Blue Jays games shown on Facebook only could be a sign of things to come
MLB, other sports leagues embracing digital rights deals
If you're a Blue Jays fan, the team's hot start likely had you excited for the next game. You probably couldn't wait to turn on the television and watch Wednesday's matchup against the Kansas City Royals.
But if you did, you were disappointed, even though the Blue Jays beat the Royals 15-5.
The late afternoon game was one of 25 Major League Baseball contests this year that broadcast exclusively on Facebook, including another Blue Jays game on May 24. The social media giant paid $35 million US for the rights, according to a report by Bloomberg. Both of those Jays games are available on radio.
The 25 Facebook-only games are mostly on Wednesday afternoons. Viewers will be able to watch on their smartphones, tablets, desktops or other internet-connected devices, including smart TVs.
Fans may notice a few differences with the game presentation when they log onto Facebook's MLB Live page. The games will have a TV-broadcast feel but are being produced by MLB exclusively for the Facebook format. Rather than the Blue Jays' familiar broadcast crew, fans will get MLB Network personalities, including former players Cliff Floyd and Jeremy Guthrie.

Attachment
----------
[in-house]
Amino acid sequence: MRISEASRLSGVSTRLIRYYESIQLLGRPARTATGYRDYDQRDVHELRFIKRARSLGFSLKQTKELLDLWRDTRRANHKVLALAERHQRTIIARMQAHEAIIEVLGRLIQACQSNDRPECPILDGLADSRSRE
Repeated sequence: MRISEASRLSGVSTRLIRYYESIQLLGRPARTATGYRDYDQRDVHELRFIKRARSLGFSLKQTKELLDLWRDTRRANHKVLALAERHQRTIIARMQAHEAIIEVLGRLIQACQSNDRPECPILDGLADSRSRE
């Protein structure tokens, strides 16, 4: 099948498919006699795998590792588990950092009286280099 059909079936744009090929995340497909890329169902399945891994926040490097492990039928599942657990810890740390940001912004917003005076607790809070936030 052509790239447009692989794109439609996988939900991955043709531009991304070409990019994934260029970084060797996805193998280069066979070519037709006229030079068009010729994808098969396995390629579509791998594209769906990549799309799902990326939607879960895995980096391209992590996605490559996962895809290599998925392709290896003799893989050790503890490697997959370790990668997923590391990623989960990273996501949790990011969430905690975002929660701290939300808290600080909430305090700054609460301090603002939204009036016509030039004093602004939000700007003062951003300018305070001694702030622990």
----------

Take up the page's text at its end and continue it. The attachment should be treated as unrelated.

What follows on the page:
Maury Brown, who covers the business of sports for Forbes, says it makes sense for MLB to partner with Facebook. Baseball, like other major sports, is experimenting with delivering games in different ways to see what works best.
Wednesday's game, which was free to stream, was the third Facebook broadcast of the season. The results so far have been mixed.
"The first one was certainly rough," says Brown. "They were figuring out how the graphics would work and they were making adjustments in-game."
At the same time, Brown says, the Facebook games offer a unique opportunity for fans who like to be on social media while watching.
"I can't watch a game without social media, and that's a large part of the appeal for [MLB]: there's a solid part of the fan base that likes to engage," says Brown. "But it is difficult to do comments while the game is streaming. It really chews up the screen space."
Fans haven't exactly embraced the move. Some pay a premium for cable sports bundles or shell out for the MLB broadcast package so they can watch the games on the big screen, and have been disappointed by the Facebook-streamed version. Complaints have included misshaped graphics and viewers' comments scrolling over live action.
Both MLB and Facebook have promised improvements.
"We're still in the early days of having live sports, and we're learning with every broadcast we have on the platform," Facebook said in a statement. "Fortunately, we have a great partner in Major League Baseball innovating on our platform and listening to feedback from fans to adjust the broadcast in real time."
MLB is the latest professional sports league to test the possibilities of alternative broadcast and delivery methods. Facebook and Twitter have both carried NFL games. Facebook also has deals in place to broadcast some European soccer and U.S college basketball games. And Amazon recently acquired the online rights to the NFL's Thursday night games.
"The real question is: Do you start getting [games] more through digital than you do from a traditional cable or satellite provider?" Brown says.
"It's the idea that your television simply changes from what you receive your cable or satellite through to basically a large computer monitor on the wall. That's absolutely happening and it's happening right now."